Who, us? Kremlin says it doesn't engage in 'kompromat,' but history suggests otherwise

Who, us? Kremlin says it doesn't engage in 'kompromat,' but history suggests otherwise
  1. Who, us? Kremlin says it doesn't engage in 'kompromat,' but history suggests otherwise
    It’s a Russian word suddenly known to many Americans — kompromat. A mashup of the Russian-language terms for “compromising” and “materials,” this pithy figure of speech encompasses a whole range of spycraft — entrapment, surreptitious videos, blackmail — that might seem more at home in a Cold War…
    Personal Finance

It’s a Russian word suddenly known to many Americans — kompromat.

A mashup of the Russian-language terms for “compromising” and “materials,” this pithy figure of speech encompasses a whole range of spycraft — entrapment, surreptitious videos, blackmail — that might seem more at home in a Cold War spy novel than as a serious news topic as a U.S. presidential inauguration draws near.

Kompromat is a dark art dating back decades, from the spy-versus-spy days of the old Soviet Union to Vladimir Putin’s newly resurgent Russia. The targets — at least those who are known — have included foreign diplomats, politicians, business figures and dissidents of all stripes.

Kompromat “has been a staple feature of Russia’s politics since at least the early 1990s,” said Daniel Treisman, a professor of political science at UCLA, whose work focuses on Russian politics and economics and comparative political economy. “These days, most of the embarrassing materials are generated by Russia’s security services, which leak secretly recorded videos or tapes to media sources.”

The aim, according to analysts and historians: to discredit and control. 

“It’s basically making use of anything that a person wouldn’t want to have found out about themselves — you can release it if they don’t behave the way you want them to behave,” said Olga Oliker of the Washington-based Center for Strategic and International Studies.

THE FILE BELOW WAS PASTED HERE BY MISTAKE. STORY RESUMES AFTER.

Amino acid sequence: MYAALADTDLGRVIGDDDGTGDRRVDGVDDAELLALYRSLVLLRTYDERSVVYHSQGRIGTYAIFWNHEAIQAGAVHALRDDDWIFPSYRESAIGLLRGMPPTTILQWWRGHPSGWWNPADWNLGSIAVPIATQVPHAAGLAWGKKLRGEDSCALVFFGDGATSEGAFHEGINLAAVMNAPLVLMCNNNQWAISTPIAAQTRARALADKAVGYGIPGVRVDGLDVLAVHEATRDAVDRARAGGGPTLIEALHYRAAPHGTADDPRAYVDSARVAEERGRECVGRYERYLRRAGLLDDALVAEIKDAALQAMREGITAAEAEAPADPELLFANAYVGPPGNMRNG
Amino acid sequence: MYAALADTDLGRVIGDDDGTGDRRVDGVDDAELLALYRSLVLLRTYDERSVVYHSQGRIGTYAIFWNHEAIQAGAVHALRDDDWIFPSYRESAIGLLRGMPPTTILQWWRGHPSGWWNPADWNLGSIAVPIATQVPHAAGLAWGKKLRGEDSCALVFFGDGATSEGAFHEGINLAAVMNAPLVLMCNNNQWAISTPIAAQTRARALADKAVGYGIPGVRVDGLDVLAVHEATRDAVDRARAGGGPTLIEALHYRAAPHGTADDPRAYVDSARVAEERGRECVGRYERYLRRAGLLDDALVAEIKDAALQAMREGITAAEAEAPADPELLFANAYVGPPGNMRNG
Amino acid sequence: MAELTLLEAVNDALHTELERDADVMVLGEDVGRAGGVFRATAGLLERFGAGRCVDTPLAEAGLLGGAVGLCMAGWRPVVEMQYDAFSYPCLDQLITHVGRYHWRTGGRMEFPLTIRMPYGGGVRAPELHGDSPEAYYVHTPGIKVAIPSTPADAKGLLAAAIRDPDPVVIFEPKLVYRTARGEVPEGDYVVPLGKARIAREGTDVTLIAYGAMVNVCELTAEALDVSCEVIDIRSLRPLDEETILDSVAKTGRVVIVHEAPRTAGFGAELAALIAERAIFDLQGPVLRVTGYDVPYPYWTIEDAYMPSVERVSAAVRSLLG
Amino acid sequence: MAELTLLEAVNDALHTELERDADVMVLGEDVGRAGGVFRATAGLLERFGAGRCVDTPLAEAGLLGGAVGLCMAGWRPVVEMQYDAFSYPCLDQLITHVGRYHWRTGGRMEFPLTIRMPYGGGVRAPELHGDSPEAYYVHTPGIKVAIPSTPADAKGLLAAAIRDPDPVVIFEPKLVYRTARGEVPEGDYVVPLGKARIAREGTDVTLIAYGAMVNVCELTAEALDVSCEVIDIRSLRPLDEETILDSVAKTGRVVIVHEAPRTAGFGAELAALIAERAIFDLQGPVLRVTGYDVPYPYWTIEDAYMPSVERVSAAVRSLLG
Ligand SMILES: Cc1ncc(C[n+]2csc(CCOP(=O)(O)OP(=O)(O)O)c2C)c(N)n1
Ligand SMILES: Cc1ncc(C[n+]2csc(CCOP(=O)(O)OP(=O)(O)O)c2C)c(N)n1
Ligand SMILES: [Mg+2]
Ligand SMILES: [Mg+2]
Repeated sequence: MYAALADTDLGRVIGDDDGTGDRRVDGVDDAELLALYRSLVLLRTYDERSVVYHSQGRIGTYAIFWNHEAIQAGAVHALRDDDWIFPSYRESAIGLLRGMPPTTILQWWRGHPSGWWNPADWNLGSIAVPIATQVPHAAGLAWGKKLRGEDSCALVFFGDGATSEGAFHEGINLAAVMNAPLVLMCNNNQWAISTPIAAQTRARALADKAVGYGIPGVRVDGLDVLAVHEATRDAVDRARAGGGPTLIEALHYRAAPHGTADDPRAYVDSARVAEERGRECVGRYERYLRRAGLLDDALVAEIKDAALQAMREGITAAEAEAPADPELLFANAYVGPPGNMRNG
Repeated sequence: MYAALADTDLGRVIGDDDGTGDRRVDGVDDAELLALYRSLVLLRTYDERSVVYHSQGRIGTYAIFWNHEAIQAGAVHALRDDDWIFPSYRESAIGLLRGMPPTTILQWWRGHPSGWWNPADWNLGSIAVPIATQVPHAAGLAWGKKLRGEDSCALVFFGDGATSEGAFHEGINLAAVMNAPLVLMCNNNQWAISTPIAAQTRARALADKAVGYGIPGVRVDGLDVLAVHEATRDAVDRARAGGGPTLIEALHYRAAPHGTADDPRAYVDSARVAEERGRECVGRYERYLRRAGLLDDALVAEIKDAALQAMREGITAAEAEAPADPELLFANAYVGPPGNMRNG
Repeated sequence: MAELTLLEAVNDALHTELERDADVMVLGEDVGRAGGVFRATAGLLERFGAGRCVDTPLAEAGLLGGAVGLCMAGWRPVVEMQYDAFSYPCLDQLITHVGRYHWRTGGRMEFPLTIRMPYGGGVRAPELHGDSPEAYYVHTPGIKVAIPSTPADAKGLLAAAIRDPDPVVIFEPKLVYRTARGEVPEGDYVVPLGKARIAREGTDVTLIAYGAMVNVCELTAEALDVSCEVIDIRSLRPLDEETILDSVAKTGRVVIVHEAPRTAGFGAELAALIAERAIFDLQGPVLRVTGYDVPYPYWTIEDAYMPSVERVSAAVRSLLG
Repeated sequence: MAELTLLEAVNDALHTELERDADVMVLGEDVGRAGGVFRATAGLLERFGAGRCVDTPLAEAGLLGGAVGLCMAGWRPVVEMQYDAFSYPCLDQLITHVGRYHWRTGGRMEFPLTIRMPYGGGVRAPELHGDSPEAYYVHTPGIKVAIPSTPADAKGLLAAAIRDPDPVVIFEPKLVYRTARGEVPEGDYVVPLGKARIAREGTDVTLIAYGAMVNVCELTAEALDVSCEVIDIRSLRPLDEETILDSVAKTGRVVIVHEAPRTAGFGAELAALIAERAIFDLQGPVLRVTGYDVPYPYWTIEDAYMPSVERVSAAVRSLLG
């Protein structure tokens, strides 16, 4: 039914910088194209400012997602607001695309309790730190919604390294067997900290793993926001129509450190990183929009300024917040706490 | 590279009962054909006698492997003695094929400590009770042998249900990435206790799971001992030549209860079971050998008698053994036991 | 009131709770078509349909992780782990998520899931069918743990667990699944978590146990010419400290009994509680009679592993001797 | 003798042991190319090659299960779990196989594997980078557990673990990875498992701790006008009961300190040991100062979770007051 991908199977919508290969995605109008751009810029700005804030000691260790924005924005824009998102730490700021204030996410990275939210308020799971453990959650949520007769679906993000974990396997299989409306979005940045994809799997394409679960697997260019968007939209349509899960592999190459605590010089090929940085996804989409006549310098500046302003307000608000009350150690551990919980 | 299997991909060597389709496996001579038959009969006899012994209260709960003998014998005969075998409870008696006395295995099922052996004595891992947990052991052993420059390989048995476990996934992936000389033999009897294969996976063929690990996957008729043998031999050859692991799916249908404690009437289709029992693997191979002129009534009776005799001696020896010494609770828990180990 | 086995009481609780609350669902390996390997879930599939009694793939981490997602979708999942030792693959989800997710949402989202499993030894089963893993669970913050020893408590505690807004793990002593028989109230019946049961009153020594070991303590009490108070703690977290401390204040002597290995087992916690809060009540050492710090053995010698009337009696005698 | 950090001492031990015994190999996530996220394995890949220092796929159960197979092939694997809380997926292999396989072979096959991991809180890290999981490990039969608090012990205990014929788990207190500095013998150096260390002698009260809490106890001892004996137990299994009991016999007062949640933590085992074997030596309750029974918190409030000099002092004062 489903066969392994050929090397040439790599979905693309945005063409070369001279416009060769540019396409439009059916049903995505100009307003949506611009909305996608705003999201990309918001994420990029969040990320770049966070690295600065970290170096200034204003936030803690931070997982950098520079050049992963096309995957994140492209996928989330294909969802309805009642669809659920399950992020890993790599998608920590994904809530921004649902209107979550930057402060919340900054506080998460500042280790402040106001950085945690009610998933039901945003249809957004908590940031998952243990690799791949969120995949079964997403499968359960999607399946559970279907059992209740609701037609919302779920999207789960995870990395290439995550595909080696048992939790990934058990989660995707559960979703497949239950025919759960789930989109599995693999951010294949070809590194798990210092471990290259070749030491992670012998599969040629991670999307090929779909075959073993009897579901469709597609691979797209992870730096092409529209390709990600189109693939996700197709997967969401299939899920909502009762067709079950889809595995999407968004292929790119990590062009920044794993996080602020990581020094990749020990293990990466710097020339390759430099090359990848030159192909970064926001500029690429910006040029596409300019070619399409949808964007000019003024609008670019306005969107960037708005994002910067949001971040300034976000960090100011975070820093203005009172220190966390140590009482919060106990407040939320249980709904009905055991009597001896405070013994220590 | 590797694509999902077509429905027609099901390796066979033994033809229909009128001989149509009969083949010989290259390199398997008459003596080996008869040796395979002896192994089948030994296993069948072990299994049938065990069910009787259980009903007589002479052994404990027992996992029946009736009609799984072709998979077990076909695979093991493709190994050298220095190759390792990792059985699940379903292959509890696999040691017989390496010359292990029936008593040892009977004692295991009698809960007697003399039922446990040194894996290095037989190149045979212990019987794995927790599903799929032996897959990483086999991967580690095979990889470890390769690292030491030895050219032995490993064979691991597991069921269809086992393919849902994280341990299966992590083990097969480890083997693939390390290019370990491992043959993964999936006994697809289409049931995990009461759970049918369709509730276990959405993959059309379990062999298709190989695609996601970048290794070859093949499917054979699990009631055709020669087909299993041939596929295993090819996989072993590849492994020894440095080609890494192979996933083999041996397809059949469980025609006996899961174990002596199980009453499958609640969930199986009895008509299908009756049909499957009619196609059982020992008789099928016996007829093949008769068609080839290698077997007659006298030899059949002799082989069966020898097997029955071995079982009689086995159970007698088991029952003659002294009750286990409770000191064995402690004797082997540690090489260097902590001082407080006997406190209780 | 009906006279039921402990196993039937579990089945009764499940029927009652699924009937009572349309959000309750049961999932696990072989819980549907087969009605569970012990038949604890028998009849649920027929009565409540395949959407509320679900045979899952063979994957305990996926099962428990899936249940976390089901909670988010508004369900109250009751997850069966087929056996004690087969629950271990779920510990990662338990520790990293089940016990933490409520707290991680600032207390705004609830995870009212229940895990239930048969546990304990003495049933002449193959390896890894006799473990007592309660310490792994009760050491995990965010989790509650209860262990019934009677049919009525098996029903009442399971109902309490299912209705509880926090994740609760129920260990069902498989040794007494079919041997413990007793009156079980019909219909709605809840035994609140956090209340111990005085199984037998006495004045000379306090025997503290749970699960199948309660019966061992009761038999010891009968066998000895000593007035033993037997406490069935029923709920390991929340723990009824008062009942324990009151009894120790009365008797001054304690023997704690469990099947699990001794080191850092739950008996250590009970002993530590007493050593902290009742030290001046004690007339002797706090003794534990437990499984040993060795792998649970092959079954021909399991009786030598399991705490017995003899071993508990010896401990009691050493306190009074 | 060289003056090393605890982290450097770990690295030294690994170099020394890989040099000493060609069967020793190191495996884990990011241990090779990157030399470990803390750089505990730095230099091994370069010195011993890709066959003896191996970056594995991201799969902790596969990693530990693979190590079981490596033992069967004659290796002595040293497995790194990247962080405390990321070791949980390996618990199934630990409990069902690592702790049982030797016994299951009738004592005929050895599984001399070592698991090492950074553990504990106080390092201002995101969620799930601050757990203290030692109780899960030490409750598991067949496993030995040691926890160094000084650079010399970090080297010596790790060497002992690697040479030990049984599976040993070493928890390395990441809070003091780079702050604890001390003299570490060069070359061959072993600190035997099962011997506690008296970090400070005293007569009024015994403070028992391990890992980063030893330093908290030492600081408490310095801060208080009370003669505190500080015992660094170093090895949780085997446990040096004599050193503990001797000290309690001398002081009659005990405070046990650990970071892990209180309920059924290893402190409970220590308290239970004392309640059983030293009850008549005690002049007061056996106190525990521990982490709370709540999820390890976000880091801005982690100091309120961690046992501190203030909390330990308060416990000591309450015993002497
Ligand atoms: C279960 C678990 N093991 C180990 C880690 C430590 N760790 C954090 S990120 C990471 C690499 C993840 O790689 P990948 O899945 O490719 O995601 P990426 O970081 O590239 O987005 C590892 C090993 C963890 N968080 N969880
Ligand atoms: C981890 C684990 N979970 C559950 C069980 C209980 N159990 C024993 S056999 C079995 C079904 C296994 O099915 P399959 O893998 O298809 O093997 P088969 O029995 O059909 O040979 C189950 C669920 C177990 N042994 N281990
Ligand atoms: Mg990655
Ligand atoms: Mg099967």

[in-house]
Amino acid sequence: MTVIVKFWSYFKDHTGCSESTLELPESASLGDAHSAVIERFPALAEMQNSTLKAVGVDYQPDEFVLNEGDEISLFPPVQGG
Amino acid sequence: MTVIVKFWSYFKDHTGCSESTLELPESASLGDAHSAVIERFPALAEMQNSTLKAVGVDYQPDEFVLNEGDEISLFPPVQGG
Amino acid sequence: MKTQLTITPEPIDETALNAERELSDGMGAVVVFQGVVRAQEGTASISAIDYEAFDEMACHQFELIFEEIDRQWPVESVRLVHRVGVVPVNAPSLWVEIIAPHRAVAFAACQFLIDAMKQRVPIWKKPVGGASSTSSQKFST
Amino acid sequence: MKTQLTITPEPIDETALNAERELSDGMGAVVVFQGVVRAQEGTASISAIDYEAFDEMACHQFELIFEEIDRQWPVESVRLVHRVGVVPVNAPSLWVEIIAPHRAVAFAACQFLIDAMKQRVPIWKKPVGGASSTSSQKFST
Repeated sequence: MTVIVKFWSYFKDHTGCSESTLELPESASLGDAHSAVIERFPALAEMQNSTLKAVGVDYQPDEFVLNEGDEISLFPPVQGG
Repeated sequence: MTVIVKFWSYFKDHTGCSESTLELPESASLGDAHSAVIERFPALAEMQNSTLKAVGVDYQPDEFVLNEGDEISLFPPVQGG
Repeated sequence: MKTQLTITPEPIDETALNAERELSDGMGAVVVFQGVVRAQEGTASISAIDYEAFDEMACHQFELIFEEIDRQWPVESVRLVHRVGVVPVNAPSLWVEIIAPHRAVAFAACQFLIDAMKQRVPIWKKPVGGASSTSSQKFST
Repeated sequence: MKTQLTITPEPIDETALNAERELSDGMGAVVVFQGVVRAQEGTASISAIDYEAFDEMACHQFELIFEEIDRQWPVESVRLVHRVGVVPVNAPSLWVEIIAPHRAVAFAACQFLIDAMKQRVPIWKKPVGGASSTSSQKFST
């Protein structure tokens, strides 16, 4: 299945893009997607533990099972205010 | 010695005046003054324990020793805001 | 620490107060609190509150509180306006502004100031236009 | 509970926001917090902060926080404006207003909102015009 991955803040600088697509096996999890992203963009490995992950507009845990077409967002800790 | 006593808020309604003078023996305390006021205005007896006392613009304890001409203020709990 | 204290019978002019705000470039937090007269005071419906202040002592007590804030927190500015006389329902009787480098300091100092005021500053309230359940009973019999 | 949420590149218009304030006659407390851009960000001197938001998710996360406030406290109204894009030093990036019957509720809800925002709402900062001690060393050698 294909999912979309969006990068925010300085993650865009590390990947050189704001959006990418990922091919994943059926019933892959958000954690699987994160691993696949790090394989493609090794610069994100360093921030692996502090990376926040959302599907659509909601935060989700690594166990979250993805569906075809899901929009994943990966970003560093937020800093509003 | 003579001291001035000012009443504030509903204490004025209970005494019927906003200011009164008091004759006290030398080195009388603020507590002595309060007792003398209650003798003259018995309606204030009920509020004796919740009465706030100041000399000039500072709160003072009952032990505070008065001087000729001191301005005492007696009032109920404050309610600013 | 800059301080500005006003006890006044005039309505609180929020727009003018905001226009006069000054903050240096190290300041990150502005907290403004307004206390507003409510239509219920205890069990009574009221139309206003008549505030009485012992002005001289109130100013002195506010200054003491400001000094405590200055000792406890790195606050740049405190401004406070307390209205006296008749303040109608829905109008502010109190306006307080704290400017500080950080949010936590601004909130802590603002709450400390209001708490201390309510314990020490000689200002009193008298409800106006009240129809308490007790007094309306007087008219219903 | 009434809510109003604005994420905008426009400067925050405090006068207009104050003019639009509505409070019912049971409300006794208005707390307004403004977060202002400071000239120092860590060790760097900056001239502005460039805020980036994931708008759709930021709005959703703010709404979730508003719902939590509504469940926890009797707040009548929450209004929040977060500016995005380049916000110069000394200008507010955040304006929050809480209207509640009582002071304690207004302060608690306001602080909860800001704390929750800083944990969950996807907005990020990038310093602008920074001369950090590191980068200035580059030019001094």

The kompromat phenomenon burst into messy view late Tuesday with the disclosure of the existence of a dossier — unverified by U.S. intelligence — reportedly assembled by Russia on President-elect Donald Trump.

Trump forcefully denied any impropriety and blasted reports about the dossier as “fake news” put together by “sick people.”

Putin’s government, unsurprisingly, vehemently denied that any such activity goes on — ever.

“The Kremlin does not collect compromising materials,” Putin spokesman Dmitry Peskov told journalists.

History suggests otherwise.

In 1999, Russia’s prosecutor-general,Yuri Skuratov, launched an investigation into corruption in the administration of then-President Boris Yeltsin. After parliament rebuffed Yeltsin’s attempt to fire Skuratov, a grainy video surfaced on state television of a man, identified as the prosecutor, cavorting with two prostitutes. Skuratov was initially suspended but later got the ax, just as he claimed to be moving in on high-level corruption.

More recently, Mikhail Kasyanov, a former Putin crony, got a taste of kompromat. According to media reports, Kasyanov was being flagged as a possible competitor to Putin in next year’s presidential election. But in the spring of 2016, video was broadcast on a state-controlled, pro-Putin television channel that purported to show Kasyanov and a female opposition activist having sex and speaking contemptuously about other opposition figures.

The Russian online tabloid Life News regularly publishes sensational and scandalous reports. Treisman said the publication is believed to have sources within Russia’s Federal Security Service, or FSB, the successor agency to the KGB.

In its classic form, as with Skuratov and Kasyanov, kompromat often takes the form of embarrassing information of a sexual nature — sometimes the result of entrapment.

To this day, foreign diplomats are warned to beware of “honey traps” — enticement to perform intimate acts, often in hotel rooms, that are then surreptitiously recorded on video.

“It’s a long-standing spy technique that was widely used during Soviet times so there is a certain degree of skill and tradition, but it’s not a technique that is exclusive to the Russians,” said Chris Chivvis, associate director of the International Security and Defense Policy Center and a senior political scientist at Rand Corp.